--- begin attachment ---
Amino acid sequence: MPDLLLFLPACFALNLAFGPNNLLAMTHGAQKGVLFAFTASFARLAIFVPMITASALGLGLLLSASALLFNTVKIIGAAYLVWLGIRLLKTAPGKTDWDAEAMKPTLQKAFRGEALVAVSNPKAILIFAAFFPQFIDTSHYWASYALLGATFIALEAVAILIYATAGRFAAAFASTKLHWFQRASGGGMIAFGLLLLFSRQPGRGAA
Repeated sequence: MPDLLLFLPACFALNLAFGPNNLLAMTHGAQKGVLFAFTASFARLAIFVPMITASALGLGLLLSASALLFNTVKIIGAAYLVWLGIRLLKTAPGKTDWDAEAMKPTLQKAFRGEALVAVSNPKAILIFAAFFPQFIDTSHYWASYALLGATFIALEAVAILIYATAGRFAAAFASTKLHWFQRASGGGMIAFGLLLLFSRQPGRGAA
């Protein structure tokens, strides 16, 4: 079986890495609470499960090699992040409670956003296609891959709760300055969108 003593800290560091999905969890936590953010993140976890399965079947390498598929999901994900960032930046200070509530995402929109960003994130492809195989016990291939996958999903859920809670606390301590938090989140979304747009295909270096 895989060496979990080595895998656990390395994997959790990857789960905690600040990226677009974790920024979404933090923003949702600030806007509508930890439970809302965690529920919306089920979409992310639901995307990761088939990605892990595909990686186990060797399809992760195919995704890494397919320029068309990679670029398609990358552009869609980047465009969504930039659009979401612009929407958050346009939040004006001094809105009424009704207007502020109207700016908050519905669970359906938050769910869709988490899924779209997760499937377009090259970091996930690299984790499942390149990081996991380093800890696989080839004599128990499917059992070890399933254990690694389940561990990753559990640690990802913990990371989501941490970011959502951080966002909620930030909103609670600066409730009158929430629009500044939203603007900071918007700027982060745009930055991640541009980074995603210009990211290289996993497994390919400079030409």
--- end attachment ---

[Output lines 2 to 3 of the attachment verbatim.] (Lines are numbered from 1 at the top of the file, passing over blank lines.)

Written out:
Repeated sequence: MPDLLLFLPACFALNLAFGPNNLLAMTHGAQKGVLFAFTASFARLAIFVPMITASALGLGLLLSASALLFNTVKIIGAAYLVWLGIRLLKTAPGKTDWDAEAMKPTLQKAFRGEALVAVSNPKAILIFAAFFPQFIDTSHYWASYALLGATFIALEAVAILIYATAGRFAAAFASTKLHWFQRASGGGMIAFGLLLLFSRQPGRGAA
């Protein structure tokens, strides 16, 4: 079986890495609470499960090699992040409670956003296609891959709760300055969108 003593800290560091999905969890936590953010993140976890399965079947390498598929999901994900960032930046200070509530995402929109960003994130492809195989016990291939996958999903859920809670606390301590938090989140979304747009295909270096 895989060496979990080595895998656990390395994997959790990857789960905690600040990226677009974790920024979404933090923003949702600030806007509508930890439970809302965690529920919306089920979409992310639901995307990761088939990605892990595909990686186990060797399809992760195919995704890494397919320029068309990679670029398609990358552009869609980047465009969504930039659009979401612009929407958050346009939040004006001094809105009424009704207007502020109207700016908050519905669970359906938050769910869709988490899924779209997760499937377009090259970091996930690299984790499942390149990081996991380093800890696989080839004599128990499917059992070890399933254990690694389940561990990753559990640690990802913990990371989501941490970011959502951080966002909620930030909103609670600066409730009158929430629009500044939203603007900071918007700027982060745009930055991640541009980074995603210009990211290289996993497994390919400079030409």